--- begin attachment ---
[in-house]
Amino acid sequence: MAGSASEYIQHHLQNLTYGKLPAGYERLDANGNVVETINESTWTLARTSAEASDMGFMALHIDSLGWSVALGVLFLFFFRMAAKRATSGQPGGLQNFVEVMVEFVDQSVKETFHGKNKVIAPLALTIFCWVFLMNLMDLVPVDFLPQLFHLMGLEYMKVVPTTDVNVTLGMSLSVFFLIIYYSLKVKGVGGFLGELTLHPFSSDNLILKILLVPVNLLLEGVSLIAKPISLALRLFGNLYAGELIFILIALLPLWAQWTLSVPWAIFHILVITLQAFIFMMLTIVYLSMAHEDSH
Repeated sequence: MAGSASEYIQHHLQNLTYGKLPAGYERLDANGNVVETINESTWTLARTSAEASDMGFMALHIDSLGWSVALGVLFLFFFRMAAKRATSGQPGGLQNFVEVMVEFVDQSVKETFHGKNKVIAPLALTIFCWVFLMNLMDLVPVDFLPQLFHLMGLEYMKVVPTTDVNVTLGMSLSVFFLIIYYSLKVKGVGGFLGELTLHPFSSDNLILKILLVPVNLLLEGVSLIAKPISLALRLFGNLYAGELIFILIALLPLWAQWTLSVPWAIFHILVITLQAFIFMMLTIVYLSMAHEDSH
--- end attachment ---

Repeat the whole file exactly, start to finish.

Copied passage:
[in-house]
Amino acid sequence: MAGSASEYIQHHLQNLTYGKLPAGYERLDANGNVVETINESTWTLARTSAEASDMGFMALHIDSLGWSVALGVLFLFFFRMAAKRATSGQPGGLQNFVEVMVEFVDQSVKETFHGKNKVIAPLALTIFCWVFLMNLMDLVPVDFLPQLFHLMGLEYMKVVPTTDVNVTLGMSLSVFFLIIYYSLKVKGVGGFLGELTLHPFSSDNLILKILLVPVNLLLEGVSLIAKPISLALRLFGNLYAGELIFILIALLPLWAQWTLSVPWAIFHILVITLQAFIFMMLTIVYLSMAHEDSH
Repeated sequence: MAGSASEYIQHHLQNLTYGKLPAGYERLDANGNVVETINESTWTLARTSAEASDMGFMALHIDSLGWSVALGVLFLFFFRMAAKRATSGQPGGLQNFVEVMVEFVDQSVKETFHGKNKVIAPLALTIFCWVFLMNLMDLVPVDFLPQLFHLMGLEYMKVVPTTDVNVTLGMSLSVFFLIIYYSLKVKGVGGFLGELTLHPFSSDNLILKILLVPVNLLLEGVSLIAKPISLALRLFGNLYAGELIFILIALLPLWAQWTLSVPWAIFHILVITLQAFIFMMLTIVYLSMAHEDSH